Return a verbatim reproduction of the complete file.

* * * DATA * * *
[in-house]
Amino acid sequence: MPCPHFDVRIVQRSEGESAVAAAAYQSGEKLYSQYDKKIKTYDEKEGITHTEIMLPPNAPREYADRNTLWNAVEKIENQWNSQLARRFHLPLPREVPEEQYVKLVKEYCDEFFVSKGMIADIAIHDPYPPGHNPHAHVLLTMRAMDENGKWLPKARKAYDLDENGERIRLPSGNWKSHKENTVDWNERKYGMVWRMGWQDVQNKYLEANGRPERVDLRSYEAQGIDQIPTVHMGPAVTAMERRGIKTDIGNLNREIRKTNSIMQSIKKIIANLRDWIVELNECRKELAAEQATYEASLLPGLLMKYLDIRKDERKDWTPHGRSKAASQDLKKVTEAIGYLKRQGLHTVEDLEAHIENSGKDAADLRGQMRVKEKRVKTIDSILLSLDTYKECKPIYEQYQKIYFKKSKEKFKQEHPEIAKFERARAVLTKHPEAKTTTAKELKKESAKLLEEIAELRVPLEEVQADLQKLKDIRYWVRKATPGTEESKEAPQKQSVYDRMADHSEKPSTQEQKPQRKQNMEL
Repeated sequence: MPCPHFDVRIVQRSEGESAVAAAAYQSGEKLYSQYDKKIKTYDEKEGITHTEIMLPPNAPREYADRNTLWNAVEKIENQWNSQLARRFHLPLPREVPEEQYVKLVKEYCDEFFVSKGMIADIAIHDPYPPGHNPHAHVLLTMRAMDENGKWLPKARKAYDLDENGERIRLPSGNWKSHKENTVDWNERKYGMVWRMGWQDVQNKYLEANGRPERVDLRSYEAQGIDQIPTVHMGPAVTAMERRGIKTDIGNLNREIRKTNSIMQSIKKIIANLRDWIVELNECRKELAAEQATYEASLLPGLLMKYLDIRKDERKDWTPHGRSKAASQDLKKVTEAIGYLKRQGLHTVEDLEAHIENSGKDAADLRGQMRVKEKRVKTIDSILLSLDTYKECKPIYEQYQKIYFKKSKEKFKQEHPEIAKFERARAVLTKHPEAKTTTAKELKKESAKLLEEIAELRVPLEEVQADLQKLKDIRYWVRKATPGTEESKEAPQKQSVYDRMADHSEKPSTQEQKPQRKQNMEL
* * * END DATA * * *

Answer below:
[in-house]
Amino acid sequence: MPCPHFDVRIVQRSEGESAVAAAAYQSGEKLYSQYDKKIKTYDEKEGITHTEIMLPPNAPREYADRNTLWNAVEKIENQWNSQLARRFHLPLPREVPEEQYVKLVKEYCDEFFVSKGMIADIAIHDPYPPGHNPHAHVLLTMRAMDENGKWLPKARKAYDLDENGERIRLPSGNWKSHKENTVDWNERKYGMVWRMGWQDVQNKYLEANGRPERVDLRSYEAQGIDQIPTVHMGPAVTAMERRGIKTDIGNLNREIRKTNSIMQSIKKIIANLRDWIVELNECRKELAAEQATYEASLLPGLLMKYLDIRKDERKDWTPHGRSKAASQDLKKVTEAIGYLKRQGLHTVEDLEAHIENSGKDAADLRGQMRVKEKRVKTIDSILLSLDTYKECKPIYEQYQKIYFKKSKEKFKQEHPEIAKFERARAVLTKHPEAKTTTAKELKKESAKLLEEIAELRVPLEEVQADLQKLKDIRYWVRKATPGTEESKEAPQKQSVYDRMADHSEKPSTQEQKPQRKQNMEL
Repeated sequence: MPCPHFDVRIVQRSEGESAVAAAAYQSGEKLYSQYDKKIKTYDEKEGITHTEIMLPPNAPREYADRNTLWNAVEKIENQWNSQLARRFHLPLPREVPEEQYVKLVKEYCDEFFVSKGMIADIAIHDPYPPGHNPHAHVLLTMRAMDENGKWLPKARKAYDLDENGERIRLPSGNWKSHKENTVDWNERKYGMVWRMGWQDVQNKYLEANGRPERVDLRSYEAQGIDQIPTVHMGPAVTAMERRGIKTDIGNLNREIRKTNSIMQSIKKIIANLRDWIVELNECRKELAAEQATYEASLLPGLLMKYLDIRKDERKDWTPHGRSKAASQDLKKVTEAIGYLKRQGLHTVEDLEAHIENSGKDAADLRGQMRVKEKRVKTIDSILLSLDTYKECKPIYEQYQKIYFKKSKEKFKQEHPEIAKFERARAVLTKHPEAKTTTAKELKKESAKLLEEIAELRVPLEEVQADLQKLKDIRYWVRKATPGTEESKEAPQKQSVYDRMADHSEKPSTQEQKPQRKQNMEL